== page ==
Theatre reviews: We Will Hear the Angels | Bus Regulation: The Musical
We Will Hear The Angels, Fruitmarket, Edinburgh ***
Bus Regulation: The Musical, Platform, Glasgow ***
It was a strange and beautiful show about heartbreak, by Edinburgh theatre company Magnetic North, that attracted a small but packed audience to the Fuitmarket for only two shows this wintry weekend. We Will Hear The Angels is said to be inspired by Chekhov, Katherine Mansfield and Hitchcock’s Rear Window but it’s the profound melancholy of Chekhov that comes to the fore as five characters gather on stage but remain apart, each lost in his or her own misery.
So composer and music director Daniel Padden stands at a high desk, occasionally chiming sounds out of different-sized glasses. Mia Scott has her violin and cuts old pictures out of one album to stick in another. Writer and co-director Nicholas Bone is a defeated Uncle Vanya figure, clutching a vase of purple paper tulips; cellist Greg Sinclair’s desk features a boiled egg in a silver cup as he gazes out of his window at a young man for whom he longs. Apphia Campbell, the only black performer in the cast, arrives in a winter coat like an outsider, sorts and mends a pile of clothes, and becomes aware of her husband’s affair with another woman. As the 50 minute performance evolves, the characters circle round to a place where music becomes the expression of their grief. Scott’s Sonia sings a breathy version of Patsy Cline’s Why Can’t He Be You, Sinclair’s Ian delivers a fine lyrical take on Orange Juice’s Rip It Up and Campbell’s Bea takes the show to its emotional climax with the blues classic I Would Rather Go Blind.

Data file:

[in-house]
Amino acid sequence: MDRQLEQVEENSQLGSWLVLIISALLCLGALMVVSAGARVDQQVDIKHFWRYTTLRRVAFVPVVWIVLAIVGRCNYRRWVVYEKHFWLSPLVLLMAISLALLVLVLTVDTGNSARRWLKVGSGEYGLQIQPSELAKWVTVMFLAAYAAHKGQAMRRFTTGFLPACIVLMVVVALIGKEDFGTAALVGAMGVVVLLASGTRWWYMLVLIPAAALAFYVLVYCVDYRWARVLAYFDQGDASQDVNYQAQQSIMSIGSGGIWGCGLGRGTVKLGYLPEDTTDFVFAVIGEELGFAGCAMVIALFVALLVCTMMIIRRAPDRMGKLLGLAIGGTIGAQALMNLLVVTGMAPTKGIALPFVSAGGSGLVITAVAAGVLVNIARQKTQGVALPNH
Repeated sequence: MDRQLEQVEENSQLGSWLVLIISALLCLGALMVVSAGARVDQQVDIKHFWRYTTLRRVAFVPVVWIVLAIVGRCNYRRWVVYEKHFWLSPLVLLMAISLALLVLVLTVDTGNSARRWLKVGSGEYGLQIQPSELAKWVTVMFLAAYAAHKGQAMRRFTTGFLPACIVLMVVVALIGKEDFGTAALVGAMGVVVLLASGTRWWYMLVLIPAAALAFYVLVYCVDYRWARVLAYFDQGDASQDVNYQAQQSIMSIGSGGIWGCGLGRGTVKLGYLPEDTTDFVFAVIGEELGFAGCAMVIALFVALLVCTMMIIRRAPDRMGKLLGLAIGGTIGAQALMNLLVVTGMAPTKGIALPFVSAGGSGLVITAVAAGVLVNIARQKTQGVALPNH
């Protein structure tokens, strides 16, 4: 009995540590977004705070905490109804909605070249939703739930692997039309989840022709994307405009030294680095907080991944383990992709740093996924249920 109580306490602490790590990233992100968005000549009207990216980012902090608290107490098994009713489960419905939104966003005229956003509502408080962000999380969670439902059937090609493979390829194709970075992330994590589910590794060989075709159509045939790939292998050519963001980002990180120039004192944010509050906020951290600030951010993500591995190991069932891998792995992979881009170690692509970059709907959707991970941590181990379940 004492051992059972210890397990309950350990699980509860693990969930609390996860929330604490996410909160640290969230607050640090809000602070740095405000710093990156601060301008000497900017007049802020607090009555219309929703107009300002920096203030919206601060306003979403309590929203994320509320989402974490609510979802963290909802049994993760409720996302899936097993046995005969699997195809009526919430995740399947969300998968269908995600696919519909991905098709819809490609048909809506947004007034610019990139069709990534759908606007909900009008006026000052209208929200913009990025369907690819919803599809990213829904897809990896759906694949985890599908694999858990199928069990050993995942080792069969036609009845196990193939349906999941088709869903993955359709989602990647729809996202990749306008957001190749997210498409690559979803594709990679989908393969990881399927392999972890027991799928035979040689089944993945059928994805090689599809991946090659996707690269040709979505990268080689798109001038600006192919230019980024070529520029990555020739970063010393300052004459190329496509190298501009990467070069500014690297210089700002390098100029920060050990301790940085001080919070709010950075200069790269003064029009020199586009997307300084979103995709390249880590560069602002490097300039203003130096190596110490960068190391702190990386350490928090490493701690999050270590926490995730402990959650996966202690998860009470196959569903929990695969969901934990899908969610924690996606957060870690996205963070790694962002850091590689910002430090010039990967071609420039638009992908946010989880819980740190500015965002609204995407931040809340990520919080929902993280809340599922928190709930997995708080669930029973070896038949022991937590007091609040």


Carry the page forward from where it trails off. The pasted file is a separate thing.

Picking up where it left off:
Then, in a distinctly unsettling conclusion, the four white performers gather as a string quartet under a spotlight, nodding and eyebrow raising to each other, while Campbell, once again in her coat, and now carrying a suitcase, moves round them in the dark, only joining the circle at the last moment. It’s an image that certainly avoids any soothing assumption that all people and cultures are united in heartbreak; but it also asks so many unanswered questions that it leaves this more like a complicated work in progress than a finished show.
At the Platform, meanwhile, director Ellie Harrison and her team deal with a different kind of heartbreak, as Bus Regulation: The Musical charts the decades-long shift in UK politics which saw Glasgow’s public transport decline from its world-beating Corporation tram system to the deregulated chaos of 1980s “bus wars”, and the present patchwork of expensive and unreliable privatised services. The show started in Manchester in 2019 as part of a campaign that led to the city becoming the first in England to re-regulate its buses. This version hopes to achieve something similar for Glasgow.
The show itself is more illustrated lecture than musical, in which campaigner Katy Thomson, in the uniform of a 1950s clippie, talks us briskly through the history of Glasgow’s bus industry, while a team of young performers swoop around on rollerskates, representing its buses in their ever-changing liveries. For those interested in the relationship between theatre and politics, though, it offers a powerful piece of agitprop, and an excellent campaigning tool; as Glasgow tries to find its way back to the fully integrated transport system it once almost had, and which it needs and deserves today, more than ever.
Both runs completed